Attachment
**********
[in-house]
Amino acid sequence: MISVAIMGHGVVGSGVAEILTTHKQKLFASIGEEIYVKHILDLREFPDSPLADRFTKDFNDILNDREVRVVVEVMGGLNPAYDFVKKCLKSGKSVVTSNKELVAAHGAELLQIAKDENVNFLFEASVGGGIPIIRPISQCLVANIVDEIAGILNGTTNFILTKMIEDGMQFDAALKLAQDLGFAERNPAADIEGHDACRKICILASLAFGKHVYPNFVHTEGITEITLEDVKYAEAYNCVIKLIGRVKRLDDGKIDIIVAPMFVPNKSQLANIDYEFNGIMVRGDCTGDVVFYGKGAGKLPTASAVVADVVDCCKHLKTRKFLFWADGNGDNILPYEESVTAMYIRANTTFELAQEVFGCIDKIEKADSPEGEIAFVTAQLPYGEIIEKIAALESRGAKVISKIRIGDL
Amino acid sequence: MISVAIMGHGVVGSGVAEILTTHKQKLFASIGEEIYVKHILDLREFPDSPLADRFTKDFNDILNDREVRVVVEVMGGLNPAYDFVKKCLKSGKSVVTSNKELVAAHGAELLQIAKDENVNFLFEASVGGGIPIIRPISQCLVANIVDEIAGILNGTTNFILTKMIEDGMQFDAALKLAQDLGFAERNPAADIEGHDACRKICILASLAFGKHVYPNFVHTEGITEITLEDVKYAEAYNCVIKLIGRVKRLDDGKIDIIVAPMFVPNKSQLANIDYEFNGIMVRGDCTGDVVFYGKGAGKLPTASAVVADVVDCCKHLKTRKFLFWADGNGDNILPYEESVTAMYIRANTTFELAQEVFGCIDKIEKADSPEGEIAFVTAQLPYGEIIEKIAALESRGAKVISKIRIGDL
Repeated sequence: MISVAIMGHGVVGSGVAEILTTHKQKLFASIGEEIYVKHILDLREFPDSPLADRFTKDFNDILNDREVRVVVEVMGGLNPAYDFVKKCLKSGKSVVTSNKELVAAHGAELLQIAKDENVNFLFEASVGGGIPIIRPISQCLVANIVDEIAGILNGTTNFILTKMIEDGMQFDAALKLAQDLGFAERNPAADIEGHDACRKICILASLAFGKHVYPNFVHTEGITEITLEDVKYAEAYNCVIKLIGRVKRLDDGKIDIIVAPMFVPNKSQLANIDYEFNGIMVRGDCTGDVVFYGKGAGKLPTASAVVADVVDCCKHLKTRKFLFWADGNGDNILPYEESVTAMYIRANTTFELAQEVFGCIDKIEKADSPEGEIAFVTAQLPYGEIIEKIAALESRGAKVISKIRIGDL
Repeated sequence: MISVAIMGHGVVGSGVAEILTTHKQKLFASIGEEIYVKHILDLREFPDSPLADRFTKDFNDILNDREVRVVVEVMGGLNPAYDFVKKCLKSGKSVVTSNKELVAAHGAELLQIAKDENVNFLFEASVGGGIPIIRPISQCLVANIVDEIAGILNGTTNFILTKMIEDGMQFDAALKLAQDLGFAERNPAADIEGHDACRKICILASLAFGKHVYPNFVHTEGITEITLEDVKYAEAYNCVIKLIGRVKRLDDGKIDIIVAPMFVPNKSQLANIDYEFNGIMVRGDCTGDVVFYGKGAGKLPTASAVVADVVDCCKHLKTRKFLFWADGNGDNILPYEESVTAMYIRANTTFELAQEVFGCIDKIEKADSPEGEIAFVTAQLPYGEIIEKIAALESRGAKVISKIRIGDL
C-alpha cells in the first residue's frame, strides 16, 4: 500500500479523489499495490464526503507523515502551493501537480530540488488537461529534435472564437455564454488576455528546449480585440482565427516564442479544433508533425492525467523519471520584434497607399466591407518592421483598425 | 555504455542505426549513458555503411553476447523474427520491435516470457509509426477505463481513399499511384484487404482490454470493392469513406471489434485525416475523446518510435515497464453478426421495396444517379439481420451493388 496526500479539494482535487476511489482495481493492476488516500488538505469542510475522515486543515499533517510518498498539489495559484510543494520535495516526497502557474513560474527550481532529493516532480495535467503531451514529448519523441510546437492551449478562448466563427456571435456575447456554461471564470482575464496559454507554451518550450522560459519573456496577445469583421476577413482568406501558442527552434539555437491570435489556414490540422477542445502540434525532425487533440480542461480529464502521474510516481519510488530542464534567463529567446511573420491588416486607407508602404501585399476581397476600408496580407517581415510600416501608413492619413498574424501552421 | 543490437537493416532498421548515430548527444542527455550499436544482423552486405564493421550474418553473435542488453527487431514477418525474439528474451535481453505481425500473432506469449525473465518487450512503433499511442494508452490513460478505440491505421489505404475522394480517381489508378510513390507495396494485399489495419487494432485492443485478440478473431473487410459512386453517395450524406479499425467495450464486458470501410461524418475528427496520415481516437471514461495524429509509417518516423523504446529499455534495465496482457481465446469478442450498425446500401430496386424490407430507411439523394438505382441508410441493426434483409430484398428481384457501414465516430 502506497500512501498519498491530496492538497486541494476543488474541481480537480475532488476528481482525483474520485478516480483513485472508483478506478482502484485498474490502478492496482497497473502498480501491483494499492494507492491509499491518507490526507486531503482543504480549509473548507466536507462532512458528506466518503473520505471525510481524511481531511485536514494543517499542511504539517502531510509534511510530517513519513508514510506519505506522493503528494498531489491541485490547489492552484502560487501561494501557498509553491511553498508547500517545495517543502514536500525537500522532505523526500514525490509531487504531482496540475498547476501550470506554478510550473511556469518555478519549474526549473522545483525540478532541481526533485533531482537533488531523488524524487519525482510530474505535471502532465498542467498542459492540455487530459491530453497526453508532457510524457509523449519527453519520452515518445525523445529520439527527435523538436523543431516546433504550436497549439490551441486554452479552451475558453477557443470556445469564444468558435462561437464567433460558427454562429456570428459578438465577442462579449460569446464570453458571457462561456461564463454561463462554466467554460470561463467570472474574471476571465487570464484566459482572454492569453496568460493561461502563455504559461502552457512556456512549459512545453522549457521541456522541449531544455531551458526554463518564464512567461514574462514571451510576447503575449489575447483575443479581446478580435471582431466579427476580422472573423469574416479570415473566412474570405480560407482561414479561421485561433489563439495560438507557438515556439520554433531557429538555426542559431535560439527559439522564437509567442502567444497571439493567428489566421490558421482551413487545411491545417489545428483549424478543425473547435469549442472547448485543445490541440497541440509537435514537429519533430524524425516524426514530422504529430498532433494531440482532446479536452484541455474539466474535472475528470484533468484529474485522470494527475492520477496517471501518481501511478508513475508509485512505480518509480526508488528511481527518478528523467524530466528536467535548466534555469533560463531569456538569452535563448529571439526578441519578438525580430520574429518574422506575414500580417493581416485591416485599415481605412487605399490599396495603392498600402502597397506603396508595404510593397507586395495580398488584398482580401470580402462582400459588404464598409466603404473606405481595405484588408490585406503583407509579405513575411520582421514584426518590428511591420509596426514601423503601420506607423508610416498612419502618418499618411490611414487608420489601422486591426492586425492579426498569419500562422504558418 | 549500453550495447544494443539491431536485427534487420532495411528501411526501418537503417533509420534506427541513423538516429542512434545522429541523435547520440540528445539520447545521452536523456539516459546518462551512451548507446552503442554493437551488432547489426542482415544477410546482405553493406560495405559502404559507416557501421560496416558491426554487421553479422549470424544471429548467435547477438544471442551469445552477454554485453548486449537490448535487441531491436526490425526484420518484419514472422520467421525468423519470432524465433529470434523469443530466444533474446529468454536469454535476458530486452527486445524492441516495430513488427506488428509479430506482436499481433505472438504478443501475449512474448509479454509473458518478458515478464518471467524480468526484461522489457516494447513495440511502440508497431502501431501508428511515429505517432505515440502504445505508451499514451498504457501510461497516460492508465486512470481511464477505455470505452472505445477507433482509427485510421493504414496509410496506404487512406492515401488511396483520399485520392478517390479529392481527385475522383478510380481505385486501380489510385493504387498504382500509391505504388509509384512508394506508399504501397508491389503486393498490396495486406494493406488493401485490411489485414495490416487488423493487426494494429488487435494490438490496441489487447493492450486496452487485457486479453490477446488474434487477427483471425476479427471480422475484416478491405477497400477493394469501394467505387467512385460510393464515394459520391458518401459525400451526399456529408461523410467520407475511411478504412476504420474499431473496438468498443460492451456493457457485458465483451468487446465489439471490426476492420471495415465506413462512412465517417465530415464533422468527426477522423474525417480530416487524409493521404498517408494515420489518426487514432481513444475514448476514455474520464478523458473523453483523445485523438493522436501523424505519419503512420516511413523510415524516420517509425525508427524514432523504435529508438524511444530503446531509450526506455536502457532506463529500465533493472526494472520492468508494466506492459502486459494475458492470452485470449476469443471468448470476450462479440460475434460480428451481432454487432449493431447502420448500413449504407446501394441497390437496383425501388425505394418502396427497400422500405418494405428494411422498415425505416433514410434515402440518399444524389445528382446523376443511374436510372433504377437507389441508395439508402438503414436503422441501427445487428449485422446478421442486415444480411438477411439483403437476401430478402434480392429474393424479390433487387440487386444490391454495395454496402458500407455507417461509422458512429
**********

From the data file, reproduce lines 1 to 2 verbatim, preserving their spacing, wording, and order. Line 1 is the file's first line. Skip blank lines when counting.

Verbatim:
[in-house]
Amino acid sequence: MISVAIMGHGVVGSGVAEILTTHKQKLFASIGEEIYVKHILDLREFPDSPLADRFTKDFNDILNDREVRVVVEVMGGLNPAYDFVKKCLKSGKSVVTSNKELVAAHGAELLQIAKDENVNFLFEASVGGGIPIIRPISQCLVANIVDEIAGILNGTTNFILTKMIEDGMQFDAALKLAQDLGFAERNPAADIEGHDACRKICILASLAFGKHVYPNFVHTEGITEITLEDVKYAEAYNCVIKLIGRVKRLDDGKIDIIVAPMFVPNKSQLANIDYEFNGIMVRGDCTGDVVFYGKGAGKLPTASAVVADVVDCCKHLKTRKFLFWADGNGDNILPYEESVTAMYIRANTTFELAQEVFGCIDKIEKADSPEGEIAFVTAQLPYGEIIEKIAALESRGAKVISKIRIGDL